What exactly is Blood Pressure? 

by Yasmin Nolasco

Your heart is your engine and arteries carry blood from your heart to other parts of your body. Blood pressure is the pressure of blood pushing against the walls of your arteries. According to the Centers for Disease Control and Prevention, nearly half of U.S. adults have high blood pressure, a major risk factor for heart disease, stroke, congestive heart failure, and kidney disease.                                                           

The CDC defines normal blood pressure as a systolic (top) number of less than 120 mmHg and a diastolic (bottom) number of less than 80 mmHg. People with systolic readings of 120 to 139 mmHg and diastolic readings of 80 to 89 mmHg would be at risk for high blood pressure or could be told they have prehypertension  

The causes of elevated blood pressure are various such as stress, and a diet high in salt, fat, and/or cholesterol. Chronic conditions such as kidney and hormone problems, diabetes, and high cholesterol. Family history, especially if your parents or other close relatives have high blood                                                                              

Besides lowering sodium consumption what else can be done? Most people are aware of the effects of sodium on blood pressure. Guidelines for Americans, research has shown a direct relationship between sodium intake and blood pressure, and decreasing sodium intake “can help improve blood pressure control and reduce risk of hypertension.” Most important is to follow a heart-healthy diet low in sodium while managing stress if this is a factor for you. Sodium intake should be reduced to 2,300 milligrams (2.3g= 1/2tsp) per day for individuals 14 years of age and older. Keep in mind that natural sea salt and pink Himalayan salt are healthier alternatives.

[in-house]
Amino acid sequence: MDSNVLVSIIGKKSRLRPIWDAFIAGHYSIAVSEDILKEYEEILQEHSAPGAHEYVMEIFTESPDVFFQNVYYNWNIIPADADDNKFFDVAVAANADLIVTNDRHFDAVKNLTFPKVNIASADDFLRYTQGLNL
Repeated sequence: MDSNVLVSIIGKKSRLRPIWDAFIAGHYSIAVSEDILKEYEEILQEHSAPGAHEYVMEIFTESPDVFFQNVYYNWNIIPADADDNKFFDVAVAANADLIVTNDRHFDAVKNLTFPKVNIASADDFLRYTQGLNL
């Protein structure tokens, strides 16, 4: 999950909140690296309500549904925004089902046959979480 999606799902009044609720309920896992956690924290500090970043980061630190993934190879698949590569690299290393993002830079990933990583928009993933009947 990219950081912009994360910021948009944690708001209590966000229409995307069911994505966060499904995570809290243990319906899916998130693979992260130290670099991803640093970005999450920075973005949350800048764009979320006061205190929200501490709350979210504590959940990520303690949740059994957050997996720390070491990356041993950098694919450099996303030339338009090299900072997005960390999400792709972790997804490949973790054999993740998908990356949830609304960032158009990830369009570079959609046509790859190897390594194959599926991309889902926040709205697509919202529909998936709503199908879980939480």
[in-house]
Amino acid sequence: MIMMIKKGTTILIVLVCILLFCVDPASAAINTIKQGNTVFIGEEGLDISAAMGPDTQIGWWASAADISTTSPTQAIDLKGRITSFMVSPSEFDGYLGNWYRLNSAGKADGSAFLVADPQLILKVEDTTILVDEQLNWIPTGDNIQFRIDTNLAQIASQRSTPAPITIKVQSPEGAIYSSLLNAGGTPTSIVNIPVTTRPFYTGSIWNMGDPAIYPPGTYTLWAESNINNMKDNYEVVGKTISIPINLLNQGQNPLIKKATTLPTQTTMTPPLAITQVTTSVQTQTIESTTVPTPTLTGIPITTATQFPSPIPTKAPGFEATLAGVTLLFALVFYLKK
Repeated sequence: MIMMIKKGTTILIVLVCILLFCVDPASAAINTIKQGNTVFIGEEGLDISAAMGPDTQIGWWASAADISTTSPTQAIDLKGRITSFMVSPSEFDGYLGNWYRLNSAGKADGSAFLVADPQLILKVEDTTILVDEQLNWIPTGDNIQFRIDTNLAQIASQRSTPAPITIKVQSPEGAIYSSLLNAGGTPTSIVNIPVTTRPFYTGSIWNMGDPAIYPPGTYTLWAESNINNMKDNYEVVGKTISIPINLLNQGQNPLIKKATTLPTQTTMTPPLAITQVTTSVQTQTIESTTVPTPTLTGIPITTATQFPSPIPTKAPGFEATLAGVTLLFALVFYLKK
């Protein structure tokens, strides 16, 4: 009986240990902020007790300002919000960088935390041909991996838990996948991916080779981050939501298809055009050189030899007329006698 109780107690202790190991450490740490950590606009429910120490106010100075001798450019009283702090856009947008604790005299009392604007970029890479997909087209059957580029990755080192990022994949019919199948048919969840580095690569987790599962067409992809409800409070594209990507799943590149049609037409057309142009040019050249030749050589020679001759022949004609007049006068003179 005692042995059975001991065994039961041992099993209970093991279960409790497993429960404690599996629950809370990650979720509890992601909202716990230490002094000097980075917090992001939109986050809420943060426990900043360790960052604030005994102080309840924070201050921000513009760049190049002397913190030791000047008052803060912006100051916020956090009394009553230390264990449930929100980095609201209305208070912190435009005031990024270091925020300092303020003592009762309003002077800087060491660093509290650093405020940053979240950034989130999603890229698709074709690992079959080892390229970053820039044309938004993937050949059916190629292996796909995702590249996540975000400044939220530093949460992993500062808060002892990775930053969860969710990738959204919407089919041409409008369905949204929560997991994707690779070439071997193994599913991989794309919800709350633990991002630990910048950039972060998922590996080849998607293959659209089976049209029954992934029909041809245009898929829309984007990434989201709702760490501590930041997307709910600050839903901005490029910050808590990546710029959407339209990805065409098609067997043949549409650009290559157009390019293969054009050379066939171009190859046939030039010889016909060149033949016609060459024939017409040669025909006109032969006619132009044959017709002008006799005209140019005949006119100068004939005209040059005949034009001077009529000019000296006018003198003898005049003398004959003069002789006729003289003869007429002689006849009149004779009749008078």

Follow a heart-healthy diet, such as the Dietary Approaches to Stop Hypertension (DASH) eating plan. A balanced DASH eating plan based on 1,600 to 2,600 calories per day would include: 

  • 7 to 12 servings of fruits and vegetables 
  • 6 to 11 servings of grains — such as whole-wheat bread, pasta, or pitas; oatmeal; brown rice 
  • 2 to 3 servings of fat-free or low-fat dairy products 
  • 6 or fewer servings per day of lean meat, poultry, and fish 
  • 2 to 3 servings per day of fats and oils — avoiding trans fat and lowering saturated fat intake 
  • 3 to 5 servings per week of nuts, seeds and legumes 
  • Limited amounts of sweets and added sugars — 5 or fewer servings per week. 

For more nutrition advice, you can book a consultation or call our office at 240-766-4552

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